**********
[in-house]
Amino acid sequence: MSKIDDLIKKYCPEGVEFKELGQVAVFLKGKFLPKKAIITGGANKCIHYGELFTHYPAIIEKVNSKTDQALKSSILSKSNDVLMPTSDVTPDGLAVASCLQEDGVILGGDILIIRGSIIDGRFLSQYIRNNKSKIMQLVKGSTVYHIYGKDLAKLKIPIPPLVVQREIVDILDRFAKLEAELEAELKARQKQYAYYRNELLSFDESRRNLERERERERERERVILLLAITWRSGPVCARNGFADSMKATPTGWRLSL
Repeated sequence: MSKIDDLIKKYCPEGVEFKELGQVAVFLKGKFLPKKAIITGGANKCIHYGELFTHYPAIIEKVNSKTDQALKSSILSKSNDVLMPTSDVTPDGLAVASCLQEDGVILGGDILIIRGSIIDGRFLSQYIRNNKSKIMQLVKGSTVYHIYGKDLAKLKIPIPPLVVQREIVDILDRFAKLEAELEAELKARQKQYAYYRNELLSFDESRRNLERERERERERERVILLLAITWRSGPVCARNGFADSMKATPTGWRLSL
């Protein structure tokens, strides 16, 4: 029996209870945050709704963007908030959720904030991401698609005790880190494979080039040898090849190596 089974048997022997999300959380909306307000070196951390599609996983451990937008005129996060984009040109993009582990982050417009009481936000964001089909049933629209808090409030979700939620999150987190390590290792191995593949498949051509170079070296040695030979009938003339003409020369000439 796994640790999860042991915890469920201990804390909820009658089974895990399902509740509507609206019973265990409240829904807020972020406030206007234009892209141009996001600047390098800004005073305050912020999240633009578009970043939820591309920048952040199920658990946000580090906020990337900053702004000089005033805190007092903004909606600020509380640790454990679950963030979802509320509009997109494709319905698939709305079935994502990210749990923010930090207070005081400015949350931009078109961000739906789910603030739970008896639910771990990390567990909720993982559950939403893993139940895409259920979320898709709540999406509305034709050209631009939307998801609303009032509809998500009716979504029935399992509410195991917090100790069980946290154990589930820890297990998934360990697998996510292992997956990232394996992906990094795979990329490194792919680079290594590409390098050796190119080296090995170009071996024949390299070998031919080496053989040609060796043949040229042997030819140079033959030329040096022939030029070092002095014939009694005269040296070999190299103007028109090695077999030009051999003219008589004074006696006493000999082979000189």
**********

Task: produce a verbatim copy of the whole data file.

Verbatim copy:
[in-house]
Amino acid sequence: MSKIDDLIKKYCPEGVEFKELGQVAVFLKGKFLPKKAIITGGANKCIHYGELFTHYPAIIEKVNSKTDQALKSSILSKSNDVLMPTSDVTPDGLAVASCLQEDGVILGGDILIIRGSIIDGRFLSQYIRNNKSKIMQLVKGSTVYHIYGKDLAKLKIPIPPLVVQREIVDILDRFAKLEAELEAELKARQKQYAYYRNELLSFDESRRNLERERERERERERVILLLAITWRSGPVCARNGFADSMKATPTGWRLSL
Repeated sequence: MSKIDDLIKKYCPEGVEFKELGQVAVFLKGKFLPKKAIITGGANKCIHYGELFTHYPAIIEKVNSKTDQALKSSILSKSNDVLMPTSDVTPDGLAVASCLQEDGVILGGDILIIRGSIIDGRFLSQYIRNNKSKIMQLVKGSTVYHIYGKDLAKLKIPIPPLVVQREIVDILDRFAKLEAELEAELKARQKQYAYYRNELLSFDESRRNLERERERERERERVILLLAITWRSGPVCARNGFADSMKATPTGWRLSL
């Protein structure tokens, strides 16, 4: 029996209870945050709704963007908030959720904030991401698609005790880190494979080039040898090849190596 089974048997022997999300959380909306307000070196951390599609996983451990937008005129996060984009040109993009582990982050417009009481936000964001089909049933629209808090409030979700939620999150987190390590290792191995593949498949051509170079070296040695030979009938003339003409020369000439 796994640790999860042991915890469920201990804390909820009658089974895990399902509740509507609206019973265990409240829904807020972020406030206007234009892209141009996001600047390098800004005073305050912020999240633009578009970043939820591309920048952040199920658990946000580090906020990337900053702004000089005033805190007092903004909606600020509380640790454990679950963030979802509320509009997109494709319905698939709305079935994502990210749990923010930090207070005081400015949350931009078109961000739906789910603030739970008896639910771990990390567990909720993982559950939403893993139940895409259920979320898709709540999406509305034709050209631009939307998801609303009032509809998500009716979504029935399992509410195991917090100790069980946290154990589930820890297990998934360990697998996510292992997956990232394996992906990094795979990329490194792919680079290594590409390098050796190119080296090995170009071996024949390299070998031919080496053989040609060796043949040229042997030819140079033959030329040096022939030029070092002095014939009694005269040296070999190299103007028109090695077999030009051999003219008589004074006696006493000999082979000189």